I’m going to focus on one particular guiding question for this post – what are the conditions for including all learners in game play? I feel like this is a really important part of the teaching model we focused on this week: Teaching Games for Understanding (TGfU). One condition is having games where a clear “winner” is not a focus of the game. I thought the invasion game lesson, Alien Invasion/Prairie Dog Pick-off, was a great example of this – the students who won the game in the end included students whose skittles had already been knocked over, so there was no identifiable winner. Also key to including all learners is to minimize down-time and have movement be something that is constantly happening in a PE lesson. This avoids turning part of the class into spectators, which makes many kids nervous, and keeps as much time as possible open for students to explore and practice different movements.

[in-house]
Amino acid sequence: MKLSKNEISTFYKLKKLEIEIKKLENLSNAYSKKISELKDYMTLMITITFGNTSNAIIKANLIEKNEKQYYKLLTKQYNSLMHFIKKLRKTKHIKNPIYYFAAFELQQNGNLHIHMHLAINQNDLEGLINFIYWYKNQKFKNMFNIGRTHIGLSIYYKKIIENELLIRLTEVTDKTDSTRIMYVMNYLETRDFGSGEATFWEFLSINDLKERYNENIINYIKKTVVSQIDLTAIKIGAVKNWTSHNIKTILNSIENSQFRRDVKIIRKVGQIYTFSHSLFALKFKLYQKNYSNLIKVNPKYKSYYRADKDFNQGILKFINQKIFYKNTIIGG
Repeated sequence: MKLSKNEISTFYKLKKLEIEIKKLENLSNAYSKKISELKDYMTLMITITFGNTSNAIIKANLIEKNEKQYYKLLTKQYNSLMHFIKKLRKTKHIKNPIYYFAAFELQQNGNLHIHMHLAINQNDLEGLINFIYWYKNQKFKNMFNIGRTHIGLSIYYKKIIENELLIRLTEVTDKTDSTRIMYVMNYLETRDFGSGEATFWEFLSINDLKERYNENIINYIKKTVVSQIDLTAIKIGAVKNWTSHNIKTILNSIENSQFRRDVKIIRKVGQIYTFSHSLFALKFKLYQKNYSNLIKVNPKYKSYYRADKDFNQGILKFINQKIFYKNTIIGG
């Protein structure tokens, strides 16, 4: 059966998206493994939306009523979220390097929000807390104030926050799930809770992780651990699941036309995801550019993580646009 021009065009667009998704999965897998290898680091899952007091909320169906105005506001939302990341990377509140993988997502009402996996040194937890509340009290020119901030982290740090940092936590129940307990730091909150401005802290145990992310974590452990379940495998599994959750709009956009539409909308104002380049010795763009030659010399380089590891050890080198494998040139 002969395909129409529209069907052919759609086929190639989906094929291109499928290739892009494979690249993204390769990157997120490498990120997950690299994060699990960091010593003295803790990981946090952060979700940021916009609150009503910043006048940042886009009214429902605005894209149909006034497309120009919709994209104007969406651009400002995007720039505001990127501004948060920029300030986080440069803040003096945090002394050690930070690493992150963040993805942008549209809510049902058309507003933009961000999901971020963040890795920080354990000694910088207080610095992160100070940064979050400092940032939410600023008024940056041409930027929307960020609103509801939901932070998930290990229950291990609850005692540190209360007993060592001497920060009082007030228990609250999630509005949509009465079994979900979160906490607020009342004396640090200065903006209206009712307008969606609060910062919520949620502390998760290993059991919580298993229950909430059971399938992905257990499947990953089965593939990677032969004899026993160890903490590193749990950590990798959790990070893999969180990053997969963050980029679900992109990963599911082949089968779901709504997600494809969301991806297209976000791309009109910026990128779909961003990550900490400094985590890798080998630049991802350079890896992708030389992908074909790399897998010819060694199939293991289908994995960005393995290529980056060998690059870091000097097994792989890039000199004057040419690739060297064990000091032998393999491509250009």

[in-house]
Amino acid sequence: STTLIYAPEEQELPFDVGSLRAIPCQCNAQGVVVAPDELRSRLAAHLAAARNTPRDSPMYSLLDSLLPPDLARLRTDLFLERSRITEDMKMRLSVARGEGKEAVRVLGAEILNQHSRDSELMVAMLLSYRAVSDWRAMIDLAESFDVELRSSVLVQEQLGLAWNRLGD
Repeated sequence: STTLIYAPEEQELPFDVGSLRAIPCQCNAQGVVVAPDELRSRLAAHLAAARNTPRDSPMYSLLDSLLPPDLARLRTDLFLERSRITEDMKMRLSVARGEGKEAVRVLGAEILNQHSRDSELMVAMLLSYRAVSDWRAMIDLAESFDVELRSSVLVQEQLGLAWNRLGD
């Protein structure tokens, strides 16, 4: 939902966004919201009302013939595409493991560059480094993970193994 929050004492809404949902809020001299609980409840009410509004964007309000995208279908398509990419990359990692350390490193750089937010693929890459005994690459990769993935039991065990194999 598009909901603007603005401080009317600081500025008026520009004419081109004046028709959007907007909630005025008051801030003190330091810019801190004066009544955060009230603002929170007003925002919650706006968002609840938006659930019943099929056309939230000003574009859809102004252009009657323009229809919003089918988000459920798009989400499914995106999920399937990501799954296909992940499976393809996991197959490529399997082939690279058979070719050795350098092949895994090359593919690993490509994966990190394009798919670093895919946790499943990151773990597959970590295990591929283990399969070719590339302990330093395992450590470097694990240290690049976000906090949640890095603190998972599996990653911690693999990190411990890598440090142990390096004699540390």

In general, I think Teaching Games for Understanding is a model because of its emphasis on experiencing and learning. Rather than a focus on mastering sports, TGfU focuses on the lifelong benefits of healthy activity and getting kids moving in fun and engaging ways. I really like the fact that the TGfU model gets the kids playing games right away – it takes the pressure off working towards playing the game “perfectly” as the ultimate goal and instead focuses back on the experience of the learner in trying different ways of being active.